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Concentrating On The Important Things – Solar Thermal Power

Big Gav, The Oil Drum: Australia/New Zealand
While we spend a lot of time talking about traditional energy sources based on depleting resources that are extracted from the ground, I think its important to remember that the fastest growing sources of energy are solar and wind, and that these will never run out. As M King Hubbert put it regarding solar power in particular :

The biggest source of energy on this earth, now or ever, is solar. I used to think it was so diffuse as to be impractical. But I’ve changed my mind. It’s not impractical…This technology exists right now. So if we just convert the technology and research and facilities of the oil and gas industries, the chemical industry and the electrical power industry-we could do it tomorrow. All we’ve got to do is throw our weight into it.

Both Stuart Staniford’s recent “Powering Civilization to 2050” post and (to a lesser extent) Scientific American’s “Solar Grand Plan” concentrated on using photovoltaic solar cells to provide the bulk of our energy needs. While both thin film and traditional silicon based PV cells seem to set new efficiency records every couple of months (a CIGS cell recently reached 19.9% efficiency in lab tests, and multi-crystalline silicon PV cells recently reached 19.5% efficiency), the most promising mechanism for large scale solar power generation seems to be solar thermal power (often referred to as concentrating solar power, or CSP).
(3 April 2008)
“Everything you ever wanted to know about Solar Thermal.” One of Big Gav’s round-ups of information, with multiple links and photos. Also on his personal blog, Peak Energy. -BA

`Silver Bullets’ for Solving the Energy Crisis #1 – Put Oil Companies to Work on Geothermal Energy

Energy Tech Stocks
Every energy expert says there is no single “silver bullet” for solving the global energy crisis. But that doesn’t mean there aren’t a bunch of silver bullets, each one of which might solve a part of this crisis, and do so in a way that makes investors a lot of money. has loaded up its six-shooters with silver-bullet solutions to different aspects of the energy crisis which, in its opinion, aren’t just technologically feasible but, just as important, politically and financially viable as well.

Silver Bullet #1: Get major oil and gas exploration and production companies to concentrate on geothermal energy.

Thanks to new technology, the number of sites where the earth’s own heat might be captured and used to turn water into steam for clean-running power plants has grown tremendously. Nobody yet knows the full extent of geothermal’s potential, but it could be huge. With the world expected to need 100% more electrical generation capacity by 2030, and with coal and nuclear bogged down politically by environmental concerns, there is a critical need to drill geothermal wells that goes way beyond the abilities of the small number of companies currently focused on this energy sub-sector.

U.S. Democratic president candidates Barack Obama and Hillary Clinton want to pay for “green” energy development by taking away oil and gas companies’ existing tax breaks. But to Republicans this constitutes punishing Big Oil at precisely the time when its exploration and production skills are needed to find more energy. A silver-bullet solution that might be acceptable to both sides would be to give Big Oil tax breaks for drilling for geothermal energy in exchange for eliminating some on the breaks dedicated to oil and gas exploration and production.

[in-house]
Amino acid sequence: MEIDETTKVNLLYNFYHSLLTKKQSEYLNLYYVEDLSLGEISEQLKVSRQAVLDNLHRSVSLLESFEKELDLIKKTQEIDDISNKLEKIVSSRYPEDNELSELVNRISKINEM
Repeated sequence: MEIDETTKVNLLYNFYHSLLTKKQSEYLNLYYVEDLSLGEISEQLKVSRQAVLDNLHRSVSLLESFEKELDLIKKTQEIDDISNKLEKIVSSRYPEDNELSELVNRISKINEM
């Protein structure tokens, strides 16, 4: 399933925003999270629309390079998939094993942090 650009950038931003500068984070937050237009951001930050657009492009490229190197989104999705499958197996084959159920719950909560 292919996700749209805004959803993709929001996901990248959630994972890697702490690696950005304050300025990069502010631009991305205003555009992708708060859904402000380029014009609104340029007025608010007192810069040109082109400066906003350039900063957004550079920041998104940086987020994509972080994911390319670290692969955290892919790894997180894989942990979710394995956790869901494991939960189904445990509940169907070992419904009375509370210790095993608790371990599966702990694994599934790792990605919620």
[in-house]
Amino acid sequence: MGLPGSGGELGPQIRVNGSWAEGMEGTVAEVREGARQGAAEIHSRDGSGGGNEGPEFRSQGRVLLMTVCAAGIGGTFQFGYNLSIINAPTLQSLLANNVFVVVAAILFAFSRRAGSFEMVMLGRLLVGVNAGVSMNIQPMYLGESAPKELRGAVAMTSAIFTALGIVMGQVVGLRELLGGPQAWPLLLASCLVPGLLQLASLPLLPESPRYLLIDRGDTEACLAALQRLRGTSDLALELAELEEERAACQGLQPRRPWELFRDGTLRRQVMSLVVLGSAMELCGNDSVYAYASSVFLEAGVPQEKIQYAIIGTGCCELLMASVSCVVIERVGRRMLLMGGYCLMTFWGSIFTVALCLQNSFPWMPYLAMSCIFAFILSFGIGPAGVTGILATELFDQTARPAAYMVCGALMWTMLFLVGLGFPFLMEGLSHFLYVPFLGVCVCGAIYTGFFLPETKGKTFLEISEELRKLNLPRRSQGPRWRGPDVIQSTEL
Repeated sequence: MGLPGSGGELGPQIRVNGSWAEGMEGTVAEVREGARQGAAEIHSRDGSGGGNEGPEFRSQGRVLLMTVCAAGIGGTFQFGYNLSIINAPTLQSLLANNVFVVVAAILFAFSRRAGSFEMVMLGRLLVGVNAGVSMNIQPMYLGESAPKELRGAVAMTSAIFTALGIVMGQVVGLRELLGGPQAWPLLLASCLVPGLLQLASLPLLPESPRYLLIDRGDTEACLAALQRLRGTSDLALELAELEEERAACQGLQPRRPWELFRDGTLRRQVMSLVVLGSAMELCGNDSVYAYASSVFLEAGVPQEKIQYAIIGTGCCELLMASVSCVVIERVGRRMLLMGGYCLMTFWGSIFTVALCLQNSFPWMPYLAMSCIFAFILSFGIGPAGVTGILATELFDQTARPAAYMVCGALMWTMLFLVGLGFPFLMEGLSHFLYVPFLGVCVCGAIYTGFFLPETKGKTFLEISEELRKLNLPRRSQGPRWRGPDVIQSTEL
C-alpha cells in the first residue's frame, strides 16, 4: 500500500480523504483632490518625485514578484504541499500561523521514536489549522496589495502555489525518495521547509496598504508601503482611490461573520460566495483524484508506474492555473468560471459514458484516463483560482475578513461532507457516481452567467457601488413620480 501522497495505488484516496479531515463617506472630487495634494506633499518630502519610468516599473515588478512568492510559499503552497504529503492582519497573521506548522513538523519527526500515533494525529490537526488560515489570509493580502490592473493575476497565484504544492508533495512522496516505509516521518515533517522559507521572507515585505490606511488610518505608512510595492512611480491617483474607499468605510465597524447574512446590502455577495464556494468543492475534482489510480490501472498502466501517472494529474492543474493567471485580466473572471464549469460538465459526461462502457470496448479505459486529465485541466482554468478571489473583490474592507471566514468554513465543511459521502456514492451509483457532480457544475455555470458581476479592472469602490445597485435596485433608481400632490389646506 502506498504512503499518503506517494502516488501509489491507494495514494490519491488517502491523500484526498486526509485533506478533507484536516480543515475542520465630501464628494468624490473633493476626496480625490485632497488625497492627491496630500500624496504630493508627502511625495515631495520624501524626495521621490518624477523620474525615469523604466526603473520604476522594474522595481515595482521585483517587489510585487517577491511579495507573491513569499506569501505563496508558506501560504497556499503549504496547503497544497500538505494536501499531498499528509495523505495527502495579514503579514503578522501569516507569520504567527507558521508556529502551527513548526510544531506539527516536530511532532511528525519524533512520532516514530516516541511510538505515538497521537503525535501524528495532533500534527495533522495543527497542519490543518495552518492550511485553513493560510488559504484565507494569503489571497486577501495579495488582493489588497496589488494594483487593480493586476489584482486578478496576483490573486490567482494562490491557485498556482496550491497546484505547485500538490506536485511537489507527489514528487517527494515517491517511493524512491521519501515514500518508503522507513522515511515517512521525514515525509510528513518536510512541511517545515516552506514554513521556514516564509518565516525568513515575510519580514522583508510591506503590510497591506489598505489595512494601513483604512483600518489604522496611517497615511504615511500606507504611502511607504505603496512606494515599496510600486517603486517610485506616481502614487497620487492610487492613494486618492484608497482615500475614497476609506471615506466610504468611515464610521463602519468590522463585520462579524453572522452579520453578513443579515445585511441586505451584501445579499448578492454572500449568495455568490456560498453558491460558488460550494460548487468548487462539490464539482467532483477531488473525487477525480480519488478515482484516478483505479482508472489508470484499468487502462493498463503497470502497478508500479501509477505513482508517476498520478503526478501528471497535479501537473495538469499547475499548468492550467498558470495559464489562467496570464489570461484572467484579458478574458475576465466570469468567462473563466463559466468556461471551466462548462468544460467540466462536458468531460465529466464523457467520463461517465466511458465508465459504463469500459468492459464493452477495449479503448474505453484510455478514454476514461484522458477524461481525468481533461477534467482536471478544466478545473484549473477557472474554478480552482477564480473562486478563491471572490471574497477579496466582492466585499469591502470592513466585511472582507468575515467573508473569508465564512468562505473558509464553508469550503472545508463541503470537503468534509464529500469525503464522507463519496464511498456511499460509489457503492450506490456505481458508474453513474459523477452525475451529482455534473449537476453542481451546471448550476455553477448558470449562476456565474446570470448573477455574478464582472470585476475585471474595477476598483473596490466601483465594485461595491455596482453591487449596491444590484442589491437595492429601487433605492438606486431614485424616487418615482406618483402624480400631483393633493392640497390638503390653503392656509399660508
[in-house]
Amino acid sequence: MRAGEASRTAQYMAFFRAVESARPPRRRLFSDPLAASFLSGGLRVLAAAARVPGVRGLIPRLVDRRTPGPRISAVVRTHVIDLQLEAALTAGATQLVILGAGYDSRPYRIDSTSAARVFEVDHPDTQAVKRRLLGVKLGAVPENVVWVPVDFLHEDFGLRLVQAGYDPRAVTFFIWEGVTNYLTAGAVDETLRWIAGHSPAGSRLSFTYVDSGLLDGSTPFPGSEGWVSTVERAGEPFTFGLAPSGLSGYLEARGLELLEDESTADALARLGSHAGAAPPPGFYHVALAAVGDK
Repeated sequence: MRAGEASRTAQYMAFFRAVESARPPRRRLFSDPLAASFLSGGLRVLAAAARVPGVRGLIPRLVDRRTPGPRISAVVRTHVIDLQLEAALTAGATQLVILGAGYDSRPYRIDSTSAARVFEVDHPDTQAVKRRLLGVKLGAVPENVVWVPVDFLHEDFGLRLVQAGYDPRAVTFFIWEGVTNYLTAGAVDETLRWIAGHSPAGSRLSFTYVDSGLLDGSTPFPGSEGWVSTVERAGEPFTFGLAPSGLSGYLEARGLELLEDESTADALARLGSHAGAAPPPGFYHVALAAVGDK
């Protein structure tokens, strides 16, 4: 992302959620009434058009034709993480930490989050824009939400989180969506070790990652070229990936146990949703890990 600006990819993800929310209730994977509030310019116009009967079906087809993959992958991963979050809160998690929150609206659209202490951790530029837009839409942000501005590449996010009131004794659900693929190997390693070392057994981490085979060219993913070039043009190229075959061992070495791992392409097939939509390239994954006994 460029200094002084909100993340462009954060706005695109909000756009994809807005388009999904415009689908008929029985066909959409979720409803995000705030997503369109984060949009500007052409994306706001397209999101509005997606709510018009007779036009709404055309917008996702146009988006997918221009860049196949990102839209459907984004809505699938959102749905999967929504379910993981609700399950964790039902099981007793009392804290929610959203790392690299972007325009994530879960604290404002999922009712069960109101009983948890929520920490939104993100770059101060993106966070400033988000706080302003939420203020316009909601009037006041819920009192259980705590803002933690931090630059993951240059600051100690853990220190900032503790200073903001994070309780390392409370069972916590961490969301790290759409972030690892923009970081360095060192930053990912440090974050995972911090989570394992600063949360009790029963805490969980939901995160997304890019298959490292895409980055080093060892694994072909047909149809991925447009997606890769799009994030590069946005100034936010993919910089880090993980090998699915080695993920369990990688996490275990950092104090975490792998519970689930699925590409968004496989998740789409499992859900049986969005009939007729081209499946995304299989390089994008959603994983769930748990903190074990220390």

(24 March 2008)
Next article in this series:
Silver Bullet #2: Quicken Deployment of Stop-Start, Mild Hybrid

Australian IT Expert Bruce McCabe: Global Businesses to Spend $600 Billion on ‘Green Accounting’ (Part 1 of 3)

Energy Tech Stocks
The cost to global business for the information technology that will be needed for sustainability accounting and carbon footprint measuring will come to nearly $600 billion over the next few years, three times what companies spent preparing for Y2K, according to Bruce McCabe of Australian IT research firm S2 Intelligence Pty Ltd.

From his firm’s offices in Sydney, McCabe told that the growing number of regulatory initiatives by governments around the world, together with market forces being driven by a global population increasingly aware and concerned about pollution and global warming, will force companies everywhere “to measure with much more fidelity” their impacts on the environment “if they want to do business.”

McCabe, whose firm has just issued a green IT accounting forecast entitled “The Future of Business 2008-2018,” said the cost to businesses will range from $2,000 to $3,000 for a small firm that will need simply to upgrade its software and purchase relatively inexpensive equipment such as smart meters, up to as much as $50 to $100 million for a large multinational company with a large network of suppliers and distributors that will need a new sophisticated computer network to keep track of thousands of separate actions.

Although businesses everywhere are about to get hit with a big new expenditure, McCabe emphasized that they should make up much, if not most, of their outlay as this new equipment lowers their energy costs by optimizing a business’s energy consumption.
(26 March 2008)